The story is good: Charlotte, the WWE women's champion, now has Dana Brooke to do the dirty work her father, Ric Flair, had been in charge of handling. Dear old dad is now a liability and, having made sure she got everything out of him she could, the Queen Shithead decided to be the biggest shithead of all both in sending him packing and how she chose to do it.
It was SAVAGE.
It was also really awkward.
First, she struggled to deal with "what" chants, tripping up on her lines while trying to diffuse a hostile crowd so she could properly convey the emotion needed for the segment they were hoping to deliver. Once she got there, it took a turn when she was supposed to be taking real hard shots at her dad, who was crying through it all, but was choking up herself.
It even looked like she was working in fake tears to cover up the fact that she was actually struggling to hold it together herself.
Ric, because he's Ric Flair, looked genuinely heartbroken, and maybe he really was. At times in this, it felt like a shoot, like an actual disowning and it was deeply uncomfortable for that. Then Charlotte would screw up a line or deliver it so awkwardly you were brought back out and shaking your head at how wacky it all was.
As mentioned, though, the story was good. Charlotte got what she wanted out of her dad, and now that she's champion she understands why he was never around when she was a kid and she had to watch him on TV. Now he can do the same if he wants to see her.
That's powerful stuff. It just got lost time and again because the crowd had Charlotte flustered and she couldn't seem to keep it together long enough to really drive the message home. It was savage and bad but also dumb but also maybe the greatest segment ever.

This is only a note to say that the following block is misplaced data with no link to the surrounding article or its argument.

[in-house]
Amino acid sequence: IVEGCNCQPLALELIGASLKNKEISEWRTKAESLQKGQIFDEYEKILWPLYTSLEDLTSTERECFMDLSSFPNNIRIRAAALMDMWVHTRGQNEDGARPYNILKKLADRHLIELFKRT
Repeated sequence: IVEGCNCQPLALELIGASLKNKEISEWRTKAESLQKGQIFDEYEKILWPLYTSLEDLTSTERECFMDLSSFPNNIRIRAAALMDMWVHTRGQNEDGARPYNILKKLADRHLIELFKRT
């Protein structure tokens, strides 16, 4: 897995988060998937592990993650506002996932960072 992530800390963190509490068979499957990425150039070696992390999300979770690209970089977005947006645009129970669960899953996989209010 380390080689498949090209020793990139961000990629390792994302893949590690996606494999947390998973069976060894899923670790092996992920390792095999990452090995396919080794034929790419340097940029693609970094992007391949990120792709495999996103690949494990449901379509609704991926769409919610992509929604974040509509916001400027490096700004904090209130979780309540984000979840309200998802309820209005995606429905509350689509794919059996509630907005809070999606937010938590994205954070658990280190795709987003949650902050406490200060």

All the best to all the rest
ENZO: Big Cass is incredible, and he absolutely has a bright future as a singles star, but it sure is great to see Enzo Amore back. He is cocaine in human form, and I can't get enough of him. These are two stars who deserve every chance to shine, and it looks like WWE is going to give us that.
Technical: They actually booked a technical match between Dolph Ziggler and Baron Corbin on this show. Corbin is a guy with some great potential but I'm not sure he fits in with how WWE likes to bring guys across in interview settings. Plus, aren't we done with this program?
Club no more: Karl Anderson and Luke Gallows turning their backs on AJ Styles was necessary for a number of reasons, and they got there how they needed to. Where Finn Balor fits in is irrelevant at this point. Anderson and Gallows will be just fine as a tag team for now and Styles is too damn good to be wasting away in six-mans.
New Day def. Social Outcasts: There was a cake. Heath Slater got it all over him. Whatever.
Final thought: Raw is a damn fine show when you mix stars with stakes.
We're starting a new tradition this week, as a random follower of the Cageside Seats Twitter account has provided their grade for the show.
From @TravisBrinkley: B